Sports Law Blog
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Monday, September 13, 2010
Floyd Landis as Whistleblower?
As Mike noted in his SI column last spring, the Landis-Armstrong doping drama has some interesting legal consequences. Mike drew attention to "...the possibility that Armstrong's treatment of USPS sponsorship money could bring legal scrutiny, particularly under the federal statute for the misuse of public funds and embezzlement."
Last week, news leaked that Floyd Landis has filed a federal False Claims Act lawsuit. See the AP story, yahoo sports, and the Wall Street Journal.
Under the FCA, whistleblowers can bring "qui tam" actions in the name of the United States to recover monies paid out by the federal government based on false claims. Known as "Lincoln's Law," because of its origins in fraudulent defense contracting during the Civil War, the FCA has been a powerful tool for uncovering fraud and rewarding whistleblowers (known as "relators") for bringing original information to the government's attention. I argued for extension of the FCA model to financial fraud whistleblowers in a 2007 article, "Beyond Protection."
Under the statue, plaintiff whistleblowers can recover a portion -- up to 30% -- of the government's losses due to false claims. The statute also requires that the complaint be filed under seal with the court and delivered to the DOJ. The DOJ's Civil Division lawyers review the allegations and decide whether or not to pursue the case themselves; if they decline to intervene, the whistleblower can still bring the case on behalf of the government. But the fact that the complaint is under seal means that the defendant here, Lance Armstrong, the public and the media have yet to have access to the details of the allegations.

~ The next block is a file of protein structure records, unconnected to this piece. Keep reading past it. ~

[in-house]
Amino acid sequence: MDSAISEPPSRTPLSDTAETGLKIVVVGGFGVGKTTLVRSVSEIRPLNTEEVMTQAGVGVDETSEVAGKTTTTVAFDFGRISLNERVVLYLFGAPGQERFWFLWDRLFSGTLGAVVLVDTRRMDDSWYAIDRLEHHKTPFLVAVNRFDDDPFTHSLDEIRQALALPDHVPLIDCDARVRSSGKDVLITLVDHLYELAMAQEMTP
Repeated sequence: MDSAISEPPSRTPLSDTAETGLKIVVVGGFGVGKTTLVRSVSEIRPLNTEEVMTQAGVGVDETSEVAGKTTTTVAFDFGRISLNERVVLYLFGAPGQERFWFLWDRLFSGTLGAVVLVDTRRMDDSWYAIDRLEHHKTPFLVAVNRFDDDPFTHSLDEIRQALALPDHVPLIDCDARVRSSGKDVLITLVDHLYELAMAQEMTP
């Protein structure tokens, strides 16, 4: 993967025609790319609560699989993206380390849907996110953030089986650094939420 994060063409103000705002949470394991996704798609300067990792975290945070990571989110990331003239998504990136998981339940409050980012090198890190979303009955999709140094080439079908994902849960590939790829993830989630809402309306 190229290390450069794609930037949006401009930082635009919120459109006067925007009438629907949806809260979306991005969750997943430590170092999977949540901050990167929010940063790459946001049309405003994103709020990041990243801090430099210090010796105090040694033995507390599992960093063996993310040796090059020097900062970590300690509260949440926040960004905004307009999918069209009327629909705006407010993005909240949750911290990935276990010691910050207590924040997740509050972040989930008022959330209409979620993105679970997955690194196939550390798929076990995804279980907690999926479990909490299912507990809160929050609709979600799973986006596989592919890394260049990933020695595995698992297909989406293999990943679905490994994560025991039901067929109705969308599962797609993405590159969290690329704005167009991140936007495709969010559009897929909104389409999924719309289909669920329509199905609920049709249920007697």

So at this point any analysis of the strength of the complaint is mere speculation (or character attack). Still, it seems like Landis will face some significant obstacles. For one, he will need to establish a false claim to the government -- that Armstrong made some false statement in a request for money. Here, presumably, we're talking about sponsorship money paid out to Armstrong's team by the US Postal Service. Landis will need to prove that, prior to getting the money, Armstrong made false statements regarding his alleged doping. If he made no such statements, or if the USPS funds weren't actually conditioned on any promise of being dope-free, then it would be hard to establish a false claim for payment.
More fundamentally, FCA relators only get paid if they are the "original source" of information not yet in the public domain. This may be the bigger challenge for Landis. What original information about Armstrong has he offered? Was the information he offered already in the hands of government investigators, or already in the public domain, before he supposedly brought it to the government's attention?